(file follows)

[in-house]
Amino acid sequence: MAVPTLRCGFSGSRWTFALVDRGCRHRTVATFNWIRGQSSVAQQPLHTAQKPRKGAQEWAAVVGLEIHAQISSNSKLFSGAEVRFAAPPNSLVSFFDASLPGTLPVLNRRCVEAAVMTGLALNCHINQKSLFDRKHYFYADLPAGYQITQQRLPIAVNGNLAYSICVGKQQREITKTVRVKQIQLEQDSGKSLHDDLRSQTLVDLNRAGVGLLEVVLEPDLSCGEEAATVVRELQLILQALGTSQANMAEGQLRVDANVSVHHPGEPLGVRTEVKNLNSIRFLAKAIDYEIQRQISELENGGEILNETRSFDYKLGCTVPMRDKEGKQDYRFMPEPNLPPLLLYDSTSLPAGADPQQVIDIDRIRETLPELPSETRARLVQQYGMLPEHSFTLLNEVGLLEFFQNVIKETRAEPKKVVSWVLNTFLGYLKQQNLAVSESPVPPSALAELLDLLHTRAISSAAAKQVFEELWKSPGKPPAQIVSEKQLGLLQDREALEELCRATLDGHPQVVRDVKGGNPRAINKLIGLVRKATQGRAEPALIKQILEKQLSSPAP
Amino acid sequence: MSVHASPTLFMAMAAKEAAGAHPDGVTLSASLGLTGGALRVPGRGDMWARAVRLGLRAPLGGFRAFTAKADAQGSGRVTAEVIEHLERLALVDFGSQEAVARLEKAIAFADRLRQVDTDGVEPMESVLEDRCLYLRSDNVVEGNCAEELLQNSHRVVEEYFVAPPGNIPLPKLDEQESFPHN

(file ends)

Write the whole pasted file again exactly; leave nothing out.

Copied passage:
[in-house]
Amino acid sequence: MAVPTLRCGFSGSRWTFALVDRGCRHRTVATFNWIRGQSSVAQQPLHTAQKPRKGAQEWAAVVGLEIHAQISSNSKLFSGAEVRFAAPPNSLVSFFDASLPGTLPVLNRRCVEAAVMTGLALNCHINQKSLFDRKHYFYADLPAGYQITQQRLPIAVNGNLAYSICVGKQQREITKTVRVKQIQLEQDSGKSLHDDLRSQTLVDLNRAGVGLLEVVLEPDLSCGEEAATVVRELQLILQALGTSQANMAEGQLRVDANVSVHHPGEPLGVRTEVKNLNSIRFLAKAIDYEIQRQISELENGGEILNETRSFDYKLGCTVPMRDKEGKQDYRFMPEPNLPPLLLYDSTSLPAGADPQQVIDIDRIRETLPELPSETRARLVQQYGMLPEHSFTLLNEVGLLEFFQNVIKETRAEPKKVVSWVLNTFLGYLKQQNLAVSESPVPPSALAELLDLLHTRAISSAAAKQVFEELWKSPGKPPAQIVSEKQLGLLQDREALEELCRATLDGHPQVVRDVKGGNPRAINKLIGLVRKATQGRAEPALIKQILEKQLSSPAP
Amino acid sequence: MSVHASPTLFMAMAAKEAAGAHPDGVTLSASLGLTGGALRVPGRGDMWARAVRLGLRAPLGGFRAFTAKADAQGSGRVTAEVIEHLERLALVDFGSQEAVARLEKAIAFADRLRQVDTDGVEPMESVLEDRCLYLRSDNVVEGNCAEELLQNSHRVVEEYFVAPPGNIPLPKLDEQESFPHN